Deadline-Imposed Disappointment
Iwata Asks About Mario Kart Wii

Raging In The Streets

Streets of Rage 2 One of the early Sega Genesis games that propped up the console prior to Sonic the Hedgehog's arrival was Streets of Rage, a brawler from the genre that brought us the likes of Final Fight and Double Dragon.  The game went on to spawn two sequels, each more detailed and outlandish than the last (a playable boxing kangaroo?  Really?).  Although largely overlooked today, the Streets of Rage series is still fondly remembered by those who took up the challenge to take down the villainous Mr. X once and for all.  Hardcore Gaming 101 takes a look back at the trilogy in this expansive feature article.

Streets of Rage takes place in an ambiguous American city that's been overtaken by a wave of organized crime lead by a man named Mr. X. With the police force in his pocket, the only thing left to stand up to his criminal enterprise is three vigilante ex-cops who look like they've been yanked straight out of a 1980's Hollywood direct-to-video martial arts action movie. As its absolutely ridiculous American name implies, much of it takes place across a series of very hostile roads. As its Japanese name indicates, you engage in a series of fist fights along your way. Like almost all other early Final Fight clones, your movesets are very basic. You can throw, attack, or whack somebody who's standing behind you. Once per life you can call in what might be the most iconic bomb in all of video game-dom - a cop who steps out of a squad car and fires a rocket launcher, blowing up any thugs on screen. This is pretty obviously a holdover from the magic attacks in Golden Axe, Sega's other prominent beat-em-up series. As per genre standards, once in a while you'll find weapons lying on the ground, like bats, breakable beer bottles, or the cliqued lead pipes.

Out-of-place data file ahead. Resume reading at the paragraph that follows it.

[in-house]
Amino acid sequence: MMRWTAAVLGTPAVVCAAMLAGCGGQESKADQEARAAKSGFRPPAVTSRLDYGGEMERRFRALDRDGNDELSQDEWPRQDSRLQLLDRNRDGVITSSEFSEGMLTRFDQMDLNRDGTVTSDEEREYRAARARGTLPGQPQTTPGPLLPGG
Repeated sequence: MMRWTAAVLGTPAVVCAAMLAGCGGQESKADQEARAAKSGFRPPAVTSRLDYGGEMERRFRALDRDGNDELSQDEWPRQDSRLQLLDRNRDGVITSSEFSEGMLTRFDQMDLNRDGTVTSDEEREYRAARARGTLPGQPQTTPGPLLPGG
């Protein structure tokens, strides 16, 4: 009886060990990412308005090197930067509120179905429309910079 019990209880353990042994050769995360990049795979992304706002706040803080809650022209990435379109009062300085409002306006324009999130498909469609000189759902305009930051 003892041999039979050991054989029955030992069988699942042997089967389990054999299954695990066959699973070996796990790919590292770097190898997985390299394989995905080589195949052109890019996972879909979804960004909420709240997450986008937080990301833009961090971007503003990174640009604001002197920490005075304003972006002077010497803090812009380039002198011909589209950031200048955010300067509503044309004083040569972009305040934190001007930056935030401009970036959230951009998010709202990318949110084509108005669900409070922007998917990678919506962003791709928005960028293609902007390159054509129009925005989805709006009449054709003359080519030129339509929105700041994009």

There's also an awesome option at the end of the game where Mr. X will actually give you an offer to join him in taking over the city. If you deny him, you have to fight. If you accept, then you get tossed down a trap door and back to an earlier stage. However, if you're playing in two player mode, each player can answer independently. If one says yes and the other says no, they have to duel each other. Afterwards, they can choose to fight Mr. X and then take over the Syndicate for themselves. Here you'll get a different ending as your character sits on a throne and laughs.

What I found interesting was how Sega censored the later games in the series when they were released outside of Japan.  This sort of thing wasn't uncommon during the 16-bit era, but seeing all of the changes laid out one after the other surprised me.  Thankfully, nothing of major value seems to have been lost in the visual changes (unless you're eager to peek up the heroine's skirt or take on the gay stereotype stage boss, of course), but the gameplay in Streets of Rage 3 seems to have become horribly unbalanced when it was retooled for international release.  I can understand removing some of the more controversial visual elements, but why tamper with the gameplay in this manner?

Comments